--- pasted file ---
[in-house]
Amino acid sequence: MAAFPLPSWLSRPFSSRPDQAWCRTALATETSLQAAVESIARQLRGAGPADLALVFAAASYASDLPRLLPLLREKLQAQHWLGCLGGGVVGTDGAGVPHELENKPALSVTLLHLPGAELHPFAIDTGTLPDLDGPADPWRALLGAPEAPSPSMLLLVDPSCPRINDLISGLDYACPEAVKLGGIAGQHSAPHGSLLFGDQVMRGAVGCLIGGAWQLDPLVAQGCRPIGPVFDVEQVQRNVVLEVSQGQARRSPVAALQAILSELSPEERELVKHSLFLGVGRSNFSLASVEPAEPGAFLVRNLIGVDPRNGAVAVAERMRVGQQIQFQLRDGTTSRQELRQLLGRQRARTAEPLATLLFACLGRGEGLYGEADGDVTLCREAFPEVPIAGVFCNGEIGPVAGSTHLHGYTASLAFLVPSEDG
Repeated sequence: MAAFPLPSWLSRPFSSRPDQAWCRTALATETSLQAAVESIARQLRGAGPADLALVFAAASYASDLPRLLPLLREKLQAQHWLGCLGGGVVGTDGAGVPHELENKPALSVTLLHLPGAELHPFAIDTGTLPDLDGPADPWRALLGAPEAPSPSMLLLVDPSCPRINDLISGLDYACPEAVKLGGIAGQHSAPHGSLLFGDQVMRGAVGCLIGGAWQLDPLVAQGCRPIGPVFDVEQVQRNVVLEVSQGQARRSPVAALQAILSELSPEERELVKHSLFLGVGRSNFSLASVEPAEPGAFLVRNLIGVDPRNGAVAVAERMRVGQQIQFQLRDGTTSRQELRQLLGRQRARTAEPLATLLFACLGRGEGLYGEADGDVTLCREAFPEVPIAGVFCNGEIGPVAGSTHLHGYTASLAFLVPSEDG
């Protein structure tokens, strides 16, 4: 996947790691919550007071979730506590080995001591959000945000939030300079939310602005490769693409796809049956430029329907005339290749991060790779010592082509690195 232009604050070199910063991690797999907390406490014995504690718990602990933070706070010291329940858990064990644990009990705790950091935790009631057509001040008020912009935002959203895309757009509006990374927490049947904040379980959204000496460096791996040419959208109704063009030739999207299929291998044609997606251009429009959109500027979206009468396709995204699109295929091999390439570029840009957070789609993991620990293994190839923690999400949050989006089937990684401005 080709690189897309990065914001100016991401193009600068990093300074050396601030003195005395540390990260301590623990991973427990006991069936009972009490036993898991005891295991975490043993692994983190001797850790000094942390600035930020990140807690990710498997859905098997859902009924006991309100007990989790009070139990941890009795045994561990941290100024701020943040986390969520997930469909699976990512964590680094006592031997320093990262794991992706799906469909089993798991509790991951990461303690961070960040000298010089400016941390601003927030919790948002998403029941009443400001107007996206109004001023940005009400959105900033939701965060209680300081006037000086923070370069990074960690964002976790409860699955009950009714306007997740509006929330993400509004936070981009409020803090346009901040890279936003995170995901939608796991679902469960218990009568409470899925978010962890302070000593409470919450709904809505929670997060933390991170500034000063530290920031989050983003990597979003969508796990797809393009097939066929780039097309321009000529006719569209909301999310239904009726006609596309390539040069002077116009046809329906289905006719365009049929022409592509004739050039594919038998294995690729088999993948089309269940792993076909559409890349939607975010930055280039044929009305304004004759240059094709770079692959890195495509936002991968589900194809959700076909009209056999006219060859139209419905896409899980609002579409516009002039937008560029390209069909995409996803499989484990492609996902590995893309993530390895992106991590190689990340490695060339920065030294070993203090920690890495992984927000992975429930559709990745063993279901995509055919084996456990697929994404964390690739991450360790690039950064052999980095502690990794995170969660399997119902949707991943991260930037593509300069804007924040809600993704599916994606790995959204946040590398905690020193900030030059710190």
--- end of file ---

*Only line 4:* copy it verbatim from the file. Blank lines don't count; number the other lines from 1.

């Protein structure tokens, strides 16, 4: 996947790691919550007071979730506590080995001591959000945000939030300079939310602005490769693409796809049956430029329907005339290749991060790779010592082509690195 232009604050070199910063991690797999907390406490014995504690718990602990933070706070010291329940858990064990644990009990705790950091935790009631057509001040008020912009935002959203895309757009509006990374927490049947904040379980959204000496460096791996040419959208109704063009030739999207299929291998044609997606251009429009959109500027979206009468396709995204699109295929091999390439570029840009957070789609993991620990293994190839923690999400949050989006089937990684401005 080709690189897309990065914001100016991401193009600068990093300074050396601030003195005395540390990260301590623990991973427990006991069936009972009490036993898991005891295991975490043993692994983190001797850790000094942390600035930020990140807690990710498997859905098997859902009924006991309100007990989790009070139990941890009795045994561990941290100024701020943040986390969520997930469909699976990512964590680094006592031997320093990262794991992706799906469909089993798991509790991951990461303690961070960040000298010089400016941390601003927030919790948002998403029941009443400001107007996206109004001023940005009400959105900033939701965060209680300081006037000086923070370069990074960690964002976790409860699955009950009714306007997740509006929330993400509004936070981009409020803090346009901040890279936003995170995901939608796991679902469960218990009568409470899925978010962890302070000593409470919450709904809505929670997060933390991170500034000063530290920031989050983003990597979003969508796990797809393009097939066929780039097309321009000529006719569209909301999310239904009726006609596309390539040069002077116009046809329906289905006719365009049929022409592509004739050039594919038998294995690729088999993948089309269940792993076909559409890349939607975010930055280039044929009305304004004759240059094709770079692959890195495509936002991968589900194809959700076909009209056999006219060859139209419905896409899980609002579409516009002039937008560029390209069909995409996803499989484990492609996902590995893309993530390895992106991590190689990340490695060339920065030294070993203090920690890495992984927000992975429930559709990745063993279901995509055919084996456990697929994404964390690739991450360790690039950064052999980095502690990794995170969660399997119902949707991943991260930037593509300069804007924040809600993704599916994606790995959204946040590398905690020193900030030059710190």